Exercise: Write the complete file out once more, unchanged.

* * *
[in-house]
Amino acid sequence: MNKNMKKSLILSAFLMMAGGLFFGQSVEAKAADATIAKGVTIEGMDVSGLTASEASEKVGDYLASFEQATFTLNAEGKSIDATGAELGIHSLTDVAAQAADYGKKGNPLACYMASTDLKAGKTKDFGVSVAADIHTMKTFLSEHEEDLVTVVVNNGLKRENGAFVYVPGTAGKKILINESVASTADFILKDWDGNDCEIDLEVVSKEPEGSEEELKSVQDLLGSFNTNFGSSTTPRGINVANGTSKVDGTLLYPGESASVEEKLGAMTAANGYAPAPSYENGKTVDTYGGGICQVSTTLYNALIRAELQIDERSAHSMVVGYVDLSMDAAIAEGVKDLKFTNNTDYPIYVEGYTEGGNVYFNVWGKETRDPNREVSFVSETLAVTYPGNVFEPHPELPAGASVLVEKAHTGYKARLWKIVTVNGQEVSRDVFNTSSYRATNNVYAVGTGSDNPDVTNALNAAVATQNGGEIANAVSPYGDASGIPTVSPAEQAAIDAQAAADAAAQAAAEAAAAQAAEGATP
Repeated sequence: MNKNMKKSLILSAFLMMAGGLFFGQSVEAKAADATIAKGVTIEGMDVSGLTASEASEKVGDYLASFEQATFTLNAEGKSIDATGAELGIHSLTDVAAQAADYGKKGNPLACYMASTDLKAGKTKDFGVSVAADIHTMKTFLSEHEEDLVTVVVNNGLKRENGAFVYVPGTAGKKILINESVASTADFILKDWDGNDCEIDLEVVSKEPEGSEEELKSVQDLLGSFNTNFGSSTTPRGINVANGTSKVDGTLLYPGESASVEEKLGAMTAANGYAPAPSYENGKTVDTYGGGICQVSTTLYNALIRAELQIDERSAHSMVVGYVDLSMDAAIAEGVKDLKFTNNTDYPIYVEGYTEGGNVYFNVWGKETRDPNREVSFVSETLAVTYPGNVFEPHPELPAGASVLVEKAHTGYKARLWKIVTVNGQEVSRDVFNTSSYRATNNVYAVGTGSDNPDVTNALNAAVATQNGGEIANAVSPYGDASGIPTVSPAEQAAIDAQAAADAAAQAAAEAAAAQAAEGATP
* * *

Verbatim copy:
[in-house]
Amino acid sequence: MNKNMKKSLILSAFLMMAGGLFFGQSVEAKAADATIAKGVTIEGMDVSGLTASEASEKVGDYLASFEQATFTLNAEGKSIDATGAELGIHSLTDVAAQAADYGKKGNPLACYMASTDLKAGKTKDFGVSVAADIHTMKTFLSEHEEDLVTVVVNNGLKRENGAFVYVPGTAGKKILINESVASTADFILKDWDGNDCEIDLEVVSKEPEGSEEELKSVQDLLGSFNTNFGSSTTPRGINVANGTSKVDGTLLYPGESASVEEKLGAMTAANGYAPAPSYENGKTVDTYGGGICQVSTTLYNALIRAELQIDERSAHSMVVGYVDLSMDAAIAEGVKDLKFTNNTDYPIYVEGYTEGGNVYFNVWGKETRDPNREVSFVSETLAVTYPGNVFEPHPELPAGASVLVEKAHTGYKARLWKIVTVNGQEVSRDVFNTSSYRATNNVYAVGTGSDNPDVTNALNAAVATQNGGEIANAVSPYGDASGIPTVSPAEQAAIDAQAAADAAAQAAAEAAAAQAAEGATP
Repeated sequence: MNKNMKKSLILSAFLMMAGGLFFGQSVEAKAADATIAKGVTIEGMDVSGLTASEASEKVGDYLASFEQATFTLNAEGKSIDATGAELGIHSLTDVAAQAADYGKKGNPLACYMASTDLKAGKTKDFGVSVAADIHTMKTFLSEHEEDLVTVVVNNGLKRENGAFVYVPGTAGKKILINESVASTADFILKDWDGNDCEIDLEVVSKEPEGSEEELKSVQDLLGSFNTNFGSSTTPRGINVANGTSKVDGTLLYPGESASVEEKLGAMTAANGYAPAPSYENGKTVDTYGGGICQVSTTLYNALIRAELQIDERSAHSMVVGYVDLSMDAAIAEGVKDLKFTNNTDYPIYVEGYTEGGNVYFNVWGKETRDPNREVSFVSETLAVTYPGNVFEPHPELPAGASVLVEKAHTGYKARLWKIVTVNGQEVSRDVFNTSSYRATNNVYAVGTGSDNPDVTNALNAAVATQNGGEIANAVSPYGDASGIPTVSPAEQAAIDAQAAADAAAQAAAEAAAAQAAEGATP